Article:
Thank you, Chairman, for those kind comments about the way the service is developing. I would like to give my presentation specifically on the issues the committee asked me to comment on, but I am also happy to answer questions on any other issues that may arise.
I thank you for your invitation. I was invited to discuss our company's train fares in the context of the recent fares increase. I hope that through this opening statement and the subsequent questioning I can address the issues that arise. To go back to the fares increase, on 9 January 2008, in common with the other operators — Bus Éireann, Dublin Bus and the Luas — we increased our fares by an average of 5%. We did that across intercity, DART and commuter services. Any company operating in the economy must obviously cover its costs either with its revenue or some other source of income. Our source is twofold: the fare box and the subvention we receive from Government.
In the last 12 months we have seen some of our costs increase dramatically, particularly fuel costs. Everybody is aware of the oil price increase which comes directly through to us in terms of our fuel costs for trains, but also in terms of our commitment to the partnership programme and the wage increases we have paid to our employees in time. Notwithstanding recent increases, our fares remain competitive and are much lower than the European average for train fares. With today's paper, I have included an appendix for committee members to study, which sets out the comparison of fares across what we call the EU 15 — the pre-enlargement countries. We have included journeys that are comparable with Dublin-Cork, Dublin-Galway and Dublin-Waterford looking at similar journey distances and intercity type journeys. Members will see from those comparisons that Irish fares are very much at the lower end of the range within Europe and below the European average. If members have the chart in front of them, they will see that the red bar is the EU average and the green bar is the Irish rail fare. Members can work out from the abbreviations the names of different countries. Members will see that Great Britain is much higher than anybody else, but there is a spectrum right through and they can see where we fit into that.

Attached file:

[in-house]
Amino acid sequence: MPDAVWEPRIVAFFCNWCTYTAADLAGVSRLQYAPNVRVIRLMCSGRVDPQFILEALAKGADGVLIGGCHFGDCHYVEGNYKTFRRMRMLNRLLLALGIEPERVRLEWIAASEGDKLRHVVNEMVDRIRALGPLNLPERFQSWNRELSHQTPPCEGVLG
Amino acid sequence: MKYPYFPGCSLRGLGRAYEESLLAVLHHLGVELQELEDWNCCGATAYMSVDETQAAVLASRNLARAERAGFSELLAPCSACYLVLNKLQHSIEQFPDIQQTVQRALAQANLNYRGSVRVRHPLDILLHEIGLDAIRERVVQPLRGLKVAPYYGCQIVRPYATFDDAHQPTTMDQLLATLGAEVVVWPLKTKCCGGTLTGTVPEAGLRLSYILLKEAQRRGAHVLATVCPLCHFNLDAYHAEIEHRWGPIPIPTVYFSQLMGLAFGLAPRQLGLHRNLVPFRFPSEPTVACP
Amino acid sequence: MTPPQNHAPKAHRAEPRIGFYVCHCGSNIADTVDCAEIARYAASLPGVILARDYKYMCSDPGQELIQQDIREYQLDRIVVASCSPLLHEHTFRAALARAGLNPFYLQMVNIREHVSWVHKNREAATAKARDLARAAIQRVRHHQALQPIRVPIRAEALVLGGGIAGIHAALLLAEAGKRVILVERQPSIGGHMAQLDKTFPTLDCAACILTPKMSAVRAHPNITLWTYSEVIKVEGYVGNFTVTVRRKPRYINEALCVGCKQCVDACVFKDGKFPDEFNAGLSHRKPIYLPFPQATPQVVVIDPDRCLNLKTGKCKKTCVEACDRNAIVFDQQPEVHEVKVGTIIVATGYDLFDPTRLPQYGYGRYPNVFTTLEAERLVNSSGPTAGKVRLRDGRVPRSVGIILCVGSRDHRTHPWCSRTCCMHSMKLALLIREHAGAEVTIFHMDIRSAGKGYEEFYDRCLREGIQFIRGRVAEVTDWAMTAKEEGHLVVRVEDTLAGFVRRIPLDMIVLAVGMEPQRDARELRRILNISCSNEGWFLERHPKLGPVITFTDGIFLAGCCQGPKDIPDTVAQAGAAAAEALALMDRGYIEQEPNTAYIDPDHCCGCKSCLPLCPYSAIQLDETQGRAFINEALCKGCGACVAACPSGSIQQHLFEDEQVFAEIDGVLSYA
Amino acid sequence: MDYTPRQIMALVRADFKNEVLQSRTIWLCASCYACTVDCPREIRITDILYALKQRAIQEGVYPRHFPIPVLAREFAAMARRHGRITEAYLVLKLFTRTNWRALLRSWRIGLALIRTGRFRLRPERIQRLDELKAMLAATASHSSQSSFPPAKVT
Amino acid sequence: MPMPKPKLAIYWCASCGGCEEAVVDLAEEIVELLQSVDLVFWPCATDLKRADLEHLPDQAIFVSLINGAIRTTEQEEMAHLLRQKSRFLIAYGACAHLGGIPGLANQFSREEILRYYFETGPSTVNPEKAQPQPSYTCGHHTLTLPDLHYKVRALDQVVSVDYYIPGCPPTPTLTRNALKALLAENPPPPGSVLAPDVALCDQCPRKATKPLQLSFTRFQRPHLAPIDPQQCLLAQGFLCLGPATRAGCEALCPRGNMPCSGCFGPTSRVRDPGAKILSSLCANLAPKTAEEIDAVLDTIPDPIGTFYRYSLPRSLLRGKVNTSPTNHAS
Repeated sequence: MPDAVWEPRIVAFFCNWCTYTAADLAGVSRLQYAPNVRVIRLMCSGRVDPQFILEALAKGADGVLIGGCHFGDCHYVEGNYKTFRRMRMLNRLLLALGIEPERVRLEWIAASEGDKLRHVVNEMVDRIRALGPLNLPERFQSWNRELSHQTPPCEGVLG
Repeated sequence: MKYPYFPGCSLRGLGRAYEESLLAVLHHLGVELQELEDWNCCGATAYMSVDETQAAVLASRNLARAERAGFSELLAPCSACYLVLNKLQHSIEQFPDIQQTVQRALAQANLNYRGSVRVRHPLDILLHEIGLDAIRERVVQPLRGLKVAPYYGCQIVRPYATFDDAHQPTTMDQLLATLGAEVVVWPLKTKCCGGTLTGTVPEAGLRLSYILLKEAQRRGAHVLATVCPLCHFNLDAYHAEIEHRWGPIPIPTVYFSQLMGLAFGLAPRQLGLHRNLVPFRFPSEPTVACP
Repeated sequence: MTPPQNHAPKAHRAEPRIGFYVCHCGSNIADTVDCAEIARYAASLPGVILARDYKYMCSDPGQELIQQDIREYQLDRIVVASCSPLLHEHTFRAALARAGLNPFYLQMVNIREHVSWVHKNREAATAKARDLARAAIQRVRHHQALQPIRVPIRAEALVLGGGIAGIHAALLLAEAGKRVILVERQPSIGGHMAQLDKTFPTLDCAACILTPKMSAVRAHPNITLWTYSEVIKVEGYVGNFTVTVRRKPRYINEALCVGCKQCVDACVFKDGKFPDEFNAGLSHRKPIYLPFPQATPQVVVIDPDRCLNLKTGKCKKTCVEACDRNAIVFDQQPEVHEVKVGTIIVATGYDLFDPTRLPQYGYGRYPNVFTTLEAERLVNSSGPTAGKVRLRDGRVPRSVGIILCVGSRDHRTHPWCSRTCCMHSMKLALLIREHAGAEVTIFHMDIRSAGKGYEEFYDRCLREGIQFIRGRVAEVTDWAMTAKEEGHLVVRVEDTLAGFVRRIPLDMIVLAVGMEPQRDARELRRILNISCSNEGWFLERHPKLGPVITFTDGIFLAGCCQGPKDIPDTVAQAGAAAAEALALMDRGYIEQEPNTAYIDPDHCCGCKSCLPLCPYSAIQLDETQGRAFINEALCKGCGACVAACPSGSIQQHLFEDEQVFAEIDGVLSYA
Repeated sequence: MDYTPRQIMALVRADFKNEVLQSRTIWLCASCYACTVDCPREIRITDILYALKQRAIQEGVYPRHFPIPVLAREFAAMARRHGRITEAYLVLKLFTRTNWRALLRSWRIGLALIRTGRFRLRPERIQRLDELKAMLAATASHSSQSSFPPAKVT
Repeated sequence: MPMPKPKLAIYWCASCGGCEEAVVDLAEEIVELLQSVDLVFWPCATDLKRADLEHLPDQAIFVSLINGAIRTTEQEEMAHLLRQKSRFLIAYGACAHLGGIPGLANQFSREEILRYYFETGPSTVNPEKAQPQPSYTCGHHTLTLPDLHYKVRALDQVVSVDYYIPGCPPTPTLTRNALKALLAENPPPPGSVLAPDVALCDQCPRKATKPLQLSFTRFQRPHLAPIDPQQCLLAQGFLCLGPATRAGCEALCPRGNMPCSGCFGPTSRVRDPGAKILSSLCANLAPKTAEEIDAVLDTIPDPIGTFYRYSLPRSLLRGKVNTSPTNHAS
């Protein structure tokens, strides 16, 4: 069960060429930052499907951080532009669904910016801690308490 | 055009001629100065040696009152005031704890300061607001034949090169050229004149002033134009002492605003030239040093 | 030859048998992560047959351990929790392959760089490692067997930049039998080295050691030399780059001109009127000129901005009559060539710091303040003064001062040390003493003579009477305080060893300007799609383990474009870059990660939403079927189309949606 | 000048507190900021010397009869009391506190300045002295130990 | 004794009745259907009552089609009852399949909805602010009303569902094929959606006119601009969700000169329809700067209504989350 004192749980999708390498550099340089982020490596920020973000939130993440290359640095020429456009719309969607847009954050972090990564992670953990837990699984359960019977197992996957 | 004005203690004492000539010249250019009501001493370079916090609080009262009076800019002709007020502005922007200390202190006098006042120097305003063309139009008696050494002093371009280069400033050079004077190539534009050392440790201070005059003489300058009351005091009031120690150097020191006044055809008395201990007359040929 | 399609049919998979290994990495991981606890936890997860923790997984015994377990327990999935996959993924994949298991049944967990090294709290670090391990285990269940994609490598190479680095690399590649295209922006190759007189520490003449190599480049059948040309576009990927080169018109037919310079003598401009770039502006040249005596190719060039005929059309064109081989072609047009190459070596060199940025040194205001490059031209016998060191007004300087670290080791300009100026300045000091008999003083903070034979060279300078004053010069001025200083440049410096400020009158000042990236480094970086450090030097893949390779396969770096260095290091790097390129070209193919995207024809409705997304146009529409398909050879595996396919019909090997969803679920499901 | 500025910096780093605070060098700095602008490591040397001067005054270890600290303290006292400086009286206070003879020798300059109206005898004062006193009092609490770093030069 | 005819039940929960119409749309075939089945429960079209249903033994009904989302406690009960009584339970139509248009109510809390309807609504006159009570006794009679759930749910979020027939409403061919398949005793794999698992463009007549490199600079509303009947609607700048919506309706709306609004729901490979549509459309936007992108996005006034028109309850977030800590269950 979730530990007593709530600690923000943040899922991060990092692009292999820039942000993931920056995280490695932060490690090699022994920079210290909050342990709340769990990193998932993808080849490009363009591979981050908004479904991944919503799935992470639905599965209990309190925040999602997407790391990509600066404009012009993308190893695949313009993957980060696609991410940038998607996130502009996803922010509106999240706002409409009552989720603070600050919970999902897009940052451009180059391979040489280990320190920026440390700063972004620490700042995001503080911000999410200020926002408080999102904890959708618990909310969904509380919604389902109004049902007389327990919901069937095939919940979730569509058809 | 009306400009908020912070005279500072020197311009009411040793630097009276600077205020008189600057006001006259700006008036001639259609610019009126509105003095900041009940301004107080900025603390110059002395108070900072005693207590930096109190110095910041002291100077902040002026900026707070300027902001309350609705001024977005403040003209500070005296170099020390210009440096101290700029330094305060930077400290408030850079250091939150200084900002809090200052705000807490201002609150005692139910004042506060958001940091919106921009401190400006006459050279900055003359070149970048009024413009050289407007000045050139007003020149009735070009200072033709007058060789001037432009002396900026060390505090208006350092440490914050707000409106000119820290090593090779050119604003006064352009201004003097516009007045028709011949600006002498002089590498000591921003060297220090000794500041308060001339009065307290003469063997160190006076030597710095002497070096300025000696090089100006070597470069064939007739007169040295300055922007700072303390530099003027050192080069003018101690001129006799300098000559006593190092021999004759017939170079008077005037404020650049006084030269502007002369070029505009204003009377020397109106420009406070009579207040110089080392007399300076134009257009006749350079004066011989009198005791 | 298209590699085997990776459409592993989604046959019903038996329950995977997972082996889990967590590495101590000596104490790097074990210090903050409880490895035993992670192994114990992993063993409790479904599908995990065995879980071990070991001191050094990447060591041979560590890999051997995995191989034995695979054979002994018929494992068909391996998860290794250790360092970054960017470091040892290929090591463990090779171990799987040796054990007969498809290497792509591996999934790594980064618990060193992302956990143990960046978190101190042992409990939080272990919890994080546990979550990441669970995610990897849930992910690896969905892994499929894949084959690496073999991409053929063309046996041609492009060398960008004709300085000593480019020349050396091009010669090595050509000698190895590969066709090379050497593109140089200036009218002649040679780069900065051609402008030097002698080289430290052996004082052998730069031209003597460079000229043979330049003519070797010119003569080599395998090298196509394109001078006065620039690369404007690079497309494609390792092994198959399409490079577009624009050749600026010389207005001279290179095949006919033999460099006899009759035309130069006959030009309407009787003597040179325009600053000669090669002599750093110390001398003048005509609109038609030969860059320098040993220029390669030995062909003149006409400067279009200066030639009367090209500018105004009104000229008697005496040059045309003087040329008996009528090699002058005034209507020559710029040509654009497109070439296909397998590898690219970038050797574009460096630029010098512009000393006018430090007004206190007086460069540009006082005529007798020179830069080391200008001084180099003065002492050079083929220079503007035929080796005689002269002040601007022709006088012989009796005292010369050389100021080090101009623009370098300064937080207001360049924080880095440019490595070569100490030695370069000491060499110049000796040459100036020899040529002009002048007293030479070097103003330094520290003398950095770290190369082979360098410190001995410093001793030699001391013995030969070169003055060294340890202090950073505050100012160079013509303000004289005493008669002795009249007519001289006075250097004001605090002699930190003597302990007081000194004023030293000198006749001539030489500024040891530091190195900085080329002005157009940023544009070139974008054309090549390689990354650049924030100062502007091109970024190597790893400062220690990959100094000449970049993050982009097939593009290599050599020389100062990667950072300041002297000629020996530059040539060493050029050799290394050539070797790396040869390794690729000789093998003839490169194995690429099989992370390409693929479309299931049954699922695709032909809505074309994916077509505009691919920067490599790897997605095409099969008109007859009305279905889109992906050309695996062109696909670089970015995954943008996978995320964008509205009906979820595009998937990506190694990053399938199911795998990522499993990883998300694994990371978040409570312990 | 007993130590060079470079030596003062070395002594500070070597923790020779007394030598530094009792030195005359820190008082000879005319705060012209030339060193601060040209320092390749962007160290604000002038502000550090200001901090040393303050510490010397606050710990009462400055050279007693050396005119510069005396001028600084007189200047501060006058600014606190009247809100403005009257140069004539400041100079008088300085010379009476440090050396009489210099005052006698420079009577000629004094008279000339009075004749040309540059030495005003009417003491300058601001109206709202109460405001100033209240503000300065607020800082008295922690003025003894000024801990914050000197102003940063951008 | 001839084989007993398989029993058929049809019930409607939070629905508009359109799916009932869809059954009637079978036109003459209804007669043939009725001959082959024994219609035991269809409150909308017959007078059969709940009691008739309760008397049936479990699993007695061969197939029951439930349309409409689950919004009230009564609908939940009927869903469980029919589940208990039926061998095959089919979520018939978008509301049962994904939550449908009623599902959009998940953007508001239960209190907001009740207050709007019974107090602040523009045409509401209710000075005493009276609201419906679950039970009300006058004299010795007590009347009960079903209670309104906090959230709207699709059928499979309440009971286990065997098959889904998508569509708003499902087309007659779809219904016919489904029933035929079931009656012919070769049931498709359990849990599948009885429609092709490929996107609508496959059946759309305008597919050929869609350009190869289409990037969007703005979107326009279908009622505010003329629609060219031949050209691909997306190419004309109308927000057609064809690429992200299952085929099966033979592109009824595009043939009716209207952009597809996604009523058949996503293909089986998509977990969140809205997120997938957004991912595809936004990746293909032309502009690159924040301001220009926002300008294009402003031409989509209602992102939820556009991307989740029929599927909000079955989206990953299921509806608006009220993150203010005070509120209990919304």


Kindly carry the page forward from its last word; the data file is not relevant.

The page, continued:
In addition, on a number of routes and individual services we also offer competitive discounted fares, day returns, returns for different off-peak times, discounts for students and so on. Providing those discounts is all part of our fare strategy. Increasingly, we are now utilising a new media, which is the website irishrail.ie, for fares-based promotions. Through our website we are mostly focusing on discounted single tickets.
Committee members will be used to a situation where in other transport fields it is quite common to find discounted single fares as the main vehicle to book journeys. The level of business on our website has responded positively to that and has increased by 80% over the past 12 months, and is continuing to increase. We do not believe by any means that this is a one-step change. Our website also now gives the opportunity to offer discounted fares and encourage advance purchase. That is helpful to us in terms of knowing what capacity we need, seat reservations and so on. We intend to use these promotions to offer further discounts to customers in a way that will benefit our overall revenue.